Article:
The scales of trade for U.S. importers and exporters have been severely tilted against them since the pandemic. President Biden is expected to sign the Ocean Shipping Reform Act on Thursday. Importers hope this update giving the Federal Maritime Commission more power will help restore that balance. SONAR charts show the current actions of the ocean carriers on rejecting container orders which has smacked U.S. exports.
American Shipper spoke with Federal Maritime Commissioner Dan Maffei on the passage of the bill and what participants in the world of trade should be aware of.
LL: First off, some are concerned this bill will not give the FMC enough regulatory authority to implement all 12 of FMC Commissioner Rebecca Dye’s final recommendations in her two-year fact-finding investigation into ocean shipping supply chain issues during the pandemic. Do you believe it will?
Maffei: I think this will do substantial good, particularly with the D&D [detention and demurrage] rule, which we all passed universally. D&D should not be a revenue source. It should be a deterrent to move cargo. I am bullish on the bill and restoring credibility to the supply chain. In terms of D&D, [the bill] gives us the authority we need. We don’t want to go too too far. Not all D&D is unreasonable. You have terminals filled with containers being used as shortage facilities because of the lack of warehouse space. You need to have the fee. We will write the best rule we can and we will go back if we need to. You don’t know until you do it. I thought the interpretive rule was good, but it is a work in progress. This legislation is not the end all be all, but it will restore confidence in the supply chain.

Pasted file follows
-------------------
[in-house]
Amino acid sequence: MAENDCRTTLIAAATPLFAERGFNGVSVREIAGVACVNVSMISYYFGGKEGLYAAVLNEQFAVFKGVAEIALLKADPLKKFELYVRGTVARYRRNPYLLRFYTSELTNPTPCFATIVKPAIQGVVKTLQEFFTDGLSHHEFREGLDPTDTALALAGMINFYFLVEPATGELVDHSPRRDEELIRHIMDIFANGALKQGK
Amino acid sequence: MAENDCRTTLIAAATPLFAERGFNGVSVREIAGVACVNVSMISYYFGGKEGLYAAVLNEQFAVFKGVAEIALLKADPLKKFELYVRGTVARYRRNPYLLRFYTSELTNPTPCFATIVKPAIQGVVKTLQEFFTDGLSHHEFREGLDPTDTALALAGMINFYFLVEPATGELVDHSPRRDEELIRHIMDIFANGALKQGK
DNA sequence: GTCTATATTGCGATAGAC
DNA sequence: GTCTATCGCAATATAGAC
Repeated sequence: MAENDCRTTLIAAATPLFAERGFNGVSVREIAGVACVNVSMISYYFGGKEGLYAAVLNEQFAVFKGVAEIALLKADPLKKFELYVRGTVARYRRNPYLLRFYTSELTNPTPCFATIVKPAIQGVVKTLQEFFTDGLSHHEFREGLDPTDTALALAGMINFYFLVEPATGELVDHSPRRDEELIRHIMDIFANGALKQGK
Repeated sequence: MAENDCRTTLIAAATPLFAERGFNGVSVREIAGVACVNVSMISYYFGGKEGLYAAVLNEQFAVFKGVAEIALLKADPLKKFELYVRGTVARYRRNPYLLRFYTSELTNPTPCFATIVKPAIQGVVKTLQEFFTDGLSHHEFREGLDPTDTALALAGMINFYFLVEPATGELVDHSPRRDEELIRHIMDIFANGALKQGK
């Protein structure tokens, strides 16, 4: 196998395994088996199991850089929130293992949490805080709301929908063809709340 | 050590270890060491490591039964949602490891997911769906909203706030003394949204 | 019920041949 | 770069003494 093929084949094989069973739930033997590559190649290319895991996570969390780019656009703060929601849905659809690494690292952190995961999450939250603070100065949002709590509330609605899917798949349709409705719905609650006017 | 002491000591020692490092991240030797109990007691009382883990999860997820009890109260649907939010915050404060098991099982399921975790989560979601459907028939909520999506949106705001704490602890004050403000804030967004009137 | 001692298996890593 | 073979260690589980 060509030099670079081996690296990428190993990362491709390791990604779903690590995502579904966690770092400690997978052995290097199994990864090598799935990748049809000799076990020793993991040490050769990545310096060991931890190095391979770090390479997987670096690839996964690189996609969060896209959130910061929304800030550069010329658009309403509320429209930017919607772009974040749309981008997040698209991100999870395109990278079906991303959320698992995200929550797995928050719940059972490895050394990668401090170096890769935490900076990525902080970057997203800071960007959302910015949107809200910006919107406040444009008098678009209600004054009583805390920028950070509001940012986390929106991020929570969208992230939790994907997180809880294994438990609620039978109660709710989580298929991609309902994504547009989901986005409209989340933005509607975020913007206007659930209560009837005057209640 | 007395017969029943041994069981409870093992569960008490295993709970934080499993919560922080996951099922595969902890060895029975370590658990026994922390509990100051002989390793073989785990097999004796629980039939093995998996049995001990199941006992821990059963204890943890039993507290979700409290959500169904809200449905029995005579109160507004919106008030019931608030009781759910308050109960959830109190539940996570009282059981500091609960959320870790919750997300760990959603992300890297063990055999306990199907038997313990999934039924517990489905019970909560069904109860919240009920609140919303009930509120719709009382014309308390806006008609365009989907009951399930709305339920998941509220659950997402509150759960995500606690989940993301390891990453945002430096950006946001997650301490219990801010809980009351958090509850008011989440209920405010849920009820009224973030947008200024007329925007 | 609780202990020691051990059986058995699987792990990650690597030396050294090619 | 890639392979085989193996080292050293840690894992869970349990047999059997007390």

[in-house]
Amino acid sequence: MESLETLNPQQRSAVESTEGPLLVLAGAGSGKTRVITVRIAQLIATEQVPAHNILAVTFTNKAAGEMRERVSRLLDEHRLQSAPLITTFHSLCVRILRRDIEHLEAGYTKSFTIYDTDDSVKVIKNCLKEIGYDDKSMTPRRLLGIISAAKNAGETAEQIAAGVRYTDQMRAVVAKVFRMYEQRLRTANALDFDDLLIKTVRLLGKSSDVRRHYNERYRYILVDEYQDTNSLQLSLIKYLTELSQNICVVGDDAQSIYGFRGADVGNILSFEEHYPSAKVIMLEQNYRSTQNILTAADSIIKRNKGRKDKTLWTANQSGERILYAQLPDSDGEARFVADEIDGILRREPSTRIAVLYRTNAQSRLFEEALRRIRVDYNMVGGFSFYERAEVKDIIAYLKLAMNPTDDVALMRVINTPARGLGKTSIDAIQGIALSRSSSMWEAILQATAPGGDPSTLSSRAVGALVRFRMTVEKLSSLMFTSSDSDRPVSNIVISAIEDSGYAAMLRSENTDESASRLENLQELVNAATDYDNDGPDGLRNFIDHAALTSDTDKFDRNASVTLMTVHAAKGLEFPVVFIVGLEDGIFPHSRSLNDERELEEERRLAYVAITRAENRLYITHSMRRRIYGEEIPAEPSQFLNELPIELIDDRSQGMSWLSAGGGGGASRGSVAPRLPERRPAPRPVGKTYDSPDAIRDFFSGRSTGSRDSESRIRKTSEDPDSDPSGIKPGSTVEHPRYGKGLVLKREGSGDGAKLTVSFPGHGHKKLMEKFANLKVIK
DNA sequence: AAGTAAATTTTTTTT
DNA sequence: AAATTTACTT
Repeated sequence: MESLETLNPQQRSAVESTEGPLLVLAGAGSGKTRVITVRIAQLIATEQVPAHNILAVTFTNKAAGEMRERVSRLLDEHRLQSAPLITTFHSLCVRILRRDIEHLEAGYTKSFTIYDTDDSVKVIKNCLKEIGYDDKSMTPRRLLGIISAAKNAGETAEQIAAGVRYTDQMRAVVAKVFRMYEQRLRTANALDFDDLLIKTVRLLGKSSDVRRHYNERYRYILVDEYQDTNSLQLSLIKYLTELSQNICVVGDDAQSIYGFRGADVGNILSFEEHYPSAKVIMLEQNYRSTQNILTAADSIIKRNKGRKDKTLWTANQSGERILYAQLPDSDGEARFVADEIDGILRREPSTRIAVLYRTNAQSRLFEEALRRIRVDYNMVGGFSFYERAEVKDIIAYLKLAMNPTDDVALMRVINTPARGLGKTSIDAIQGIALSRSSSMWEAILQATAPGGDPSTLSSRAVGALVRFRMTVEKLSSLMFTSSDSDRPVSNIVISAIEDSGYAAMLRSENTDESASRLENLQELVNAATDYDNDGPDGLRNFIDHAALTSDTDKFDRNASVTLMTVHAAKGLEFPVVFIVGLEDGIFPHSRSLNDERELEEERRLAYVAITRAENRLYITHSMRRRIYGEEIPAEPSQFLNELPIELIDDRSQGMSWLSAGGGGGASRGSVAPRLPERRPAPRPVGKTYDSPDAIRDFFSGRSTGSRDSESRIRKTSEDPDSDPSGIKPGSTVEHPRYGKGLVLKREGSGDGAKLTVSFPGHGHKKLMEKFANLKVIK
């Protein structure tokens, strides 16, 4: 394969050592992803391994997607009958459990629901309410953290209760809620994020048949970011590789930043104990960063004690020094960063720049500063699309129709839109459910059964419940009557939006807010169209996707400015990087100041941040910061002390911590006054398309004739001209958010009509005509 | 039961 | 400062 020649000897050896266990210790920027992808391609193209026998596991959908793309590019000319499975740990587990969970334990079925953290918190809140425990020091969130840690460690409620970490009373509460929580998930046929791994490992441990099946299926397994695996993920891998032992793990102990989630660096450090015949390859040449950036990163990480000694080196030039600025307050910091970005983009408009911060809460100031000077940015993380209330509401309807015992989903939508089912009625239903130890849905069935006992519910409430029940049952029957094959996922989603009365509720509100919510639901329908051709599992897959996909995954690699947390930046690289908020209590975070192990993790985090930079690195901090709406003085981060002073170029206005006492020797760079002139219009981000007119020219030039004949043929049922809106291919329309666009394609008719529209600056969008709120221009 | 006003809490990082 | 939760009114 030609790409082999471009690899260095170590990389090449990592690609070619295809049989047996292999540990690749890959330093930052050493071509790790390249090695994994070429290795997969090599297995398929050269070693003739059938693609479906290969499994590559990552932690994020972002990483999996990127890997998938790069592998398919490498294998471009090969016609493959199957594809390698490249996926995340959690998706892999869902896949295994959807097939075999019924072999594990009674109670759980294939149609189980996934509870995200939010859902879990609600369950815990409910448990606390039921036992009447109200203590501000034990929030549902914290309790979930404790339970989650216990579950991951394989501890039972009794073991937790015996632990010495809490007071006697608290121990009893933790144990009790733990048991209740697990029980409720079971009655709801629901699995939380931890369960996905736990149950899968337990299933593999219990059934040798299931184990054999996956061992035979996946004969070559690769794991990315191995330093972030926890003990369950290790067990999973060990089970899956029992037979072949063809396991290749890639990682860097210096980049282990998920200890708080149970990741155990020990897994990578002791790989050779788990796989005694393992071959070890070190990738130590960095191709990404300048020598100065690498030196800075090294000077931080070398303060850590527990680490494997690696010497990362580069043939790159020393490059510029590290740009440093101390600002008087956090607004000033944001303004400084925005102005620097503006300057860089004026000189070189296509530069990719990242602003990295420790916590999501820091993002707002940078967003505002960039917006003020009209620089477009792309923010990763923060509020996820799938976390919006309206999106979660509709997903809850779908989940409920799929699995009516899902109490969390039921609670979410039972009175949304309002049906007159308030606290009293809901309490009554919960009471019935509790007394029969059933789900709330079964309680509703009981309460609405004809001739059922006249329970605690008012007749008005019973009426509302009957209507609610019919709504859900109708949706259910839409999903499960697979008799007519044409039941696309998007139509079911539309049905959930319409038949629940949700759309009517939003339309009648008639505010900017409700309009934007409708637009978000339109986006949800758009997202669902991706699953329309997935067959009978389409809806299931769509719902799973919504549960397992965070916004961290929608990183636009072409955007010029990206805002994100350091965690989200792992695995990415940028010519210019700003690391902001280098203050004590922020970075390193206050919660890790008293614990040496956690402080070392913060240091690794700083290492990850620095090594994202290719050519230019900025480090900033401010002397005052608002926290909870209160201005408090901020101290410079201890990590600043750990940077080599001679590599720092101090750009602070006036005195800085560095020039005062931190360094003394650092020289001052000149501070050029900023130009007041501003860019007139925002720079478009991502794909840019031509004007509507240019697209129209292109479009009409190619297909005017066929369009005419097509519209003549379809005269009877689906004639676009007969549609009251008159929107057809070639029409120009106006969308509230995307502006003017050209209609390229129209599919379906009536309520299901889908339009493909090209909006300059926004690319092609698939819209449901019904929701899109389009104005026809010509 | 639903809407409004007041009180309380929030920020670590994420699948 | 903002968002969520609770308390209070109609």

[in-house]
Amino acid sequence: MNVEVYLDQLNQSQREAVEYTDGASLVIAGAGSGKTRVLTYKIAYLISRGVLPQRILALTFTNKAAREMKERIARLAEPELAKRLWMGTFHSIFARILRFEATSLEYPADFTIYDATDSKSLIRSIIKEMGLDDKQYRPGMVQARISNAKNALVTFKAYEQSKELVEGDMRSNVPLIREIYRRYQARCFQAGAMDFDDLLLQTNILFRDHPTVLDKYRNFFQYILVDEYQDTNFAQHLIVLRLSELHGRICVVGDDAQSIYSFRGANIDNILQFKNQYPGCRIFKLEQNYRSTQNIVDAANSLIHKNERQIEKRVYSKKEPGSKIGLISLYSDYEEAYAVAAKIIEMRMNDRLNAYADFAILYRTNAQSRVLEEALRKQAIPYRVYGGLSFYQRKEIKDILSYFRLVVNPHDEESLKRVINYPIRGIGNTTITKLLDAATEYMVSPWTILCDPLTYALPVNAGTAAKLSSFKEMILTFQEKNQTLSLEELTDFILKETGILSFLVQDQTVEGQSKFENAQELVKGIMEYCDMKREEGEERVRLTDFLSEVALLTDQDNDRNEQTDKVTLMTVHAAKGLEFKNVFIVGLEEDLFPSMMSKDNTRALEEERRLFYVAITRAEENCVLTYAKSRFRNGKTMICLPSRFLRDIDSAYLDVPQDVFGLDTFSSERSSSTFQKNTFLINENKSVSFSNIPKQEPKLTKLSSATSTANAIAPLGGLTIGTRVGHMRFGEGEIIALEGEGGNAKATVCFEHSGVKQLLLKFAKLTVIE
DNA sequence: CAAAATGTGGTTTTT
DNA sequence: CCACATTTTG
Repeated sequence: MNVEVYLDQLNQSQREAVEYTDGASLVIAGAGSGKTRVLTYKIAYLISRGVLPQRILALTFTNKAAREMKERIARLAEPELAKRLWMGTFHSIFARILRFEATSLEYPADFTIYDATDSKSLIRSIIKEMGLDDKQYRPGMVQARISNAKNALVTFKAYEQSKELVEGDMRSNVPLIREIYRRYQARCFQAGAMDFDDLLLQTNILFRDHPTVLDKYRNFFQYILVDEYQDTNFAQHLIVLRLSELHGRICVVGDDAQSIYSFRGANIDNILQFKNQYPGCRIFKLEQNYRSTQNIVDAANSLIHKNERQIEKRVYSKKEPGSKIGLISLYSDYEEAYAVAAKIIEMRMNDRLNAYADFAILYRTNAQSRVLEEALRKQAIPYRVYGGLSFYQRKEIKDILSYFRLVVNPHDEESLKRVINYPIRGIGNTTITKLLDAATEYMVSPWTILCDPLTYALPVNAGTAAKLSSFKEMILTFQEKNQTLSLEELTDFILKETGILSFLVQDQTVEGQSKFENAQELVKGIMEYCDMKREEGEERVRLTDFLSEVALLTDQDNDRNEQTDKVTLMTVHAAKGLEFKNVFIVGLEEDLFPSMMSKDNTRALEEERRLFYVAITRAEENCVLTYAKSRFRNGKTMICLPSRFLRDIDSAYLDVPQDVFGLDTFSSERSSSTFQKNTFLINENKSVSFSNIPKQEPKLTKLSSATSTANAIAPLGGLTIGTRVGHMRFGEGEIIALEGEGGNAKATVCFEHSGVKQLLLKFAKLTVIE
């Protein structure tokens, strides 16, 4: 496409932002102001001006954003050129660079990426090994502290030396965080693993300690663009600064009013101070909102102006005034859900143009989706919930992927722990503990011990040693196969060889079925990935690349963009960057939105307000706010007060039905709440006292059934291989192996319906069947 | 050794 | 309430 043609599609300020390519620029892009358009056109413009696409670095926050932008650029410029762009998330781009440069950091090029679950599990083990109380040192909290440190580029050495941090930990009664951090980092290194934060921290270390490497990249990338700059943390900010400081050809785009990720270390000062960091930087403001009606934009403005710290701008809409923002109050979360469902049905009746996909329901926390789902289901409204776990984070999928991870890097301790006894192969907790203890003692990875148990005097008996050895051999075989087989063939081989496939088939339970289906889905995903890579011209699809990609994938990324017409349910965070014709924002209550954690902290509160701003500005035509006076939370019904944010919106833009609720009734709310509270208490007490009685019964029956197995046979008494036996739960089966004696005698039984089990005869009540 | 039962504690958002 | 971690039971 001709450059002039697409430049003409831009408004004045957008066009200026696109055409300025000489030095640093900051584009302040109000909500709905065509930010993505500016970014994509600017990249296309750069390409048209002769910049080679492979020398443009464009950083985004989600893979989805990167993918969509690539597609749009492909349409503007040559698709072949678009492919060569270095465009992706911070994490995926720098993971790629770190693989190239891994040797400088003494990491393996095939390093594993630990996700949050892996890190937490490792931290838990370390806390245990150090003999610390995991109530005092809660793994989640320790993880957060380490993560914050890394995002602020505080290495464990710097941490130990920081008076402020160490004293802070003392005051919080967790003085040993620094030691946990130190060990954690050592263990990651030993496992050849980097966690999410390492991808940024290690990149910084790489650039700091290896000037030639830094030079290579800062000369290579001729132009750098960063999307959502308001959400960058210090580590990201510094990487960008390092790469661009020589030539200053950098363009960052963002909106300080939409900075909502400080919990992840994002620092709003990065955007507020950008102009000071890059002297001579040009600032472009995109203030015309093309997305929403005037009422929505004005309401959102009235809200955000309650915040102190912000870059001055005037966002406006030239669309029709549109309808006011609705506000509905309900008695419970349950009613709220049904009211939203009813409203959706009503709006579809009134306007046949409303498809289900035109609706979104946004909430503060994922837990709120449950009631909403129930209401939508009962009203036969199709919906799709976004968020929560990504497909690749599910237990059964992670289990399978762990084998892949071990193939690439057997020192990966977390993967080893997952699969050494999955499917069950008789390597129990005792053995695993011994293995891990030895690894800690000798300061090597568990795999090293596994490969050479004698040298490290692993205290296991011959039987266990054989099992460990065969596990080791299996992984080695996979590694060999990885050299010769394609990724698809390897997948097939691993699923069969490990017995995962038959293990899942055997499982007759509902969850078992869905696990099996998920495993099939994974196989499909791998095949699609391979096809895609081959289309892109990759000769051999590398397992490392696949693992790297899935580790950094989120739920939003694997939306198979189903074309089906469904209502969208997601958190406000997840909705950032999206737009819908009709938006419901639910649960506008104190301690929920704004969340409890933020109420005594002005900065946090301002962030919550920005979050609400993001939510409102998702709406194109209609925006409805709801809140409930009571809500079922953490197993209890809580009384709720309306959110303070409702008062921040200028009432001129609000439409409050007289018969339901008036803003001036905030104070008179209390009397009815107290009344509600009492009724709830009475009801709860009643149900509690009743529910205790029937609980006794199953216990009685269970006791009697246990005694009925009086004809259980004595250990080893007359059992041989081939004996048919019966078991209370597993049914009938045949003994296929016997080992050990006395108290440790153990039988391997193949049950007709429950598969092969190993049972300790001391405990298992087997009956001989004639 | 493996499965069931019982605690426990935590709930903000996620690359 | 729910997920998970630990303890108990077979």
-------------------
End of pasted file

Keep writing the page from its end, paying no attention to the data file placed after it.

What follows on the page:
LL: Detention and demurrage has been a problem for importers for years. Over the summer, the Department of Justice was folded in. Did that help speed up the process at all? By transferring the burden of proof regarding the reasonableness of detention or demurrage charges from the invoiced party to the ocean carrier, are you expecting more filings, and if so, will the FMC be able to handle the load?
Maffei: I’m hoping there will be more filings, more cases where shippers come forward. That said, you don’t know. The other good thing is this bill does address the fear of retaliation. Will we catch every unfair carrier? No, but I can say they are not going to get away with it forever. Can we handle it with current staff? No, but I expect there will be more resources coming along and that is what [congressional] committees indicated and have the president’s support.
LL: My reporting and investigation into the decrease in U.S. exports uncovered the two ocean carriers declining the most U.S. exports are the two Chinese government-owned Ocean Carriers-OOCL. The Phase One obligations by the Chinese have never been met yet the Chinese have two carriers that could easily carry the agreed to trade products. How quickly will we see this change?
Maffei: There are a couple of steps here. There has been some improvement because Congress has made it serious and we started asking about exports. Even asking about it is encouraging many carriers to have more robust export programs. Passing this bill sends a clear message, and we have to have a rule made in the first six months. I think there will be progress. Once the carriers know what the rules will be, they generally want to get ahead of them. This bill may not be as stark as the House bill, but it is the biggest overall change to exports.